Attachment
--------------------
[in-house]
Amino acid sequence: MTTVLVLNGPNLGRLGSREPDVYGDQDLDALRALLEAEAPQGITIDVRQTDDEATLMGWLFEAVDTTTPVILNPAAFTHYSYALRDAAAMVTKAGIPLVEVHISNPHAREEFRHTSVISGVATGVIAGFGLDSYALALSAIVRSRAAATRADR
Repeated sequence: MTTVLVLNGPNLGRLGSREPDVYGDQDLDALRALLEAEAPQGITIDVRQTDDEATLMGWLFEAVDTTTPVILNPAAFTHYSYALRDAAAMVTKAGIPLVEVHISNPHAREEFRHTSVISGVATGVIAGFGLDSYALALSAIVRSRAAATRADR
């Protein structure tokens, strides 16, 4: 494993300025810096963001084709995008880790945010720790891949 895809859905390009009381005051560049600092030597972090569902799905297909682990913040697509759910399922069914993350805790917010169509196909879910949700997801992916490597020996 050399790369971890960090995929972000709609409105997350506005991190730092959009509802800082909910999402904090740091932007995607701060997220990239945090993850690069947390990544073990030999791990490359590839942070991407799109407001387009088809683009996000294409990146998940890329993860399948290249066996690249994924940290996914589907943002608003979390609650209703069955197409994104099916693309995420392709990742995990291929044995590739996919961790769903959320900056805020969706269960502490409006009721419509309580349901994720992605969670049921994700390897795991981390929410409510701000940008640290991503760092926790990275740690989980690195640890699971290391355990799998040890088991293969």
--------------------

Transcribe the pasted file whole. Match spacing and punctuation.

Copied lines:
[in-house]
Amino acid sequence: MTTVLVLNGPNLGRLGSREPDVYGDQDLDALRALLEAEAPQGITIDVRQTDDEATLMGWLFEAVDTTTPVILNPAAFTHYSYALRDAAAMVTKAGIPLVEVHISNPHAREEFRHTSVISGVATGVIAGFGLDSYALALSAIVRSRAAATRADR
Repeated sequence: MTTVLVLNGPNLGRLGSREPDVYGDQDLDALRALLEAEAPQGITIDVRQTDDEATLMGWLFEAVDTTTPVILNPAAFTHYSYALRDAAAMVTKAGIPLVEVHISNPHAREEFRHTSVISGVATGVIAGFGLDSYALALSAIVRSRAAATRADR
């Protein structure tokens, strides 16, 4: 494993300025810096963001084709995008880790945010720790891949 895809859905390009009381005051560049600092030597972090569902799905297909682990913040697509759910399922069914993350805790917010169509196909879910949700997801992916490597020996 050399790369971890960090995929972000709609409105997350506005991190730092959009509802800082909910999402904090740091932007995607701060997220990239945090993850690069947390990544073990030999791990490359590839942070991407799109407001387009088809683009996000294409990146998940890329993860399948290249066996690249994924940290996914589907943002608003979390609650209703069955197409994104099916693309995420392709990742995990291929044995590739996919961790769903959320900056805020969706269960502490409006009721419509309580349901994720992605969670049921994700390897795991981390929410409510701000940008640290991503760092926790990275740690989980690195640890699971290391355990799998040890088991293969």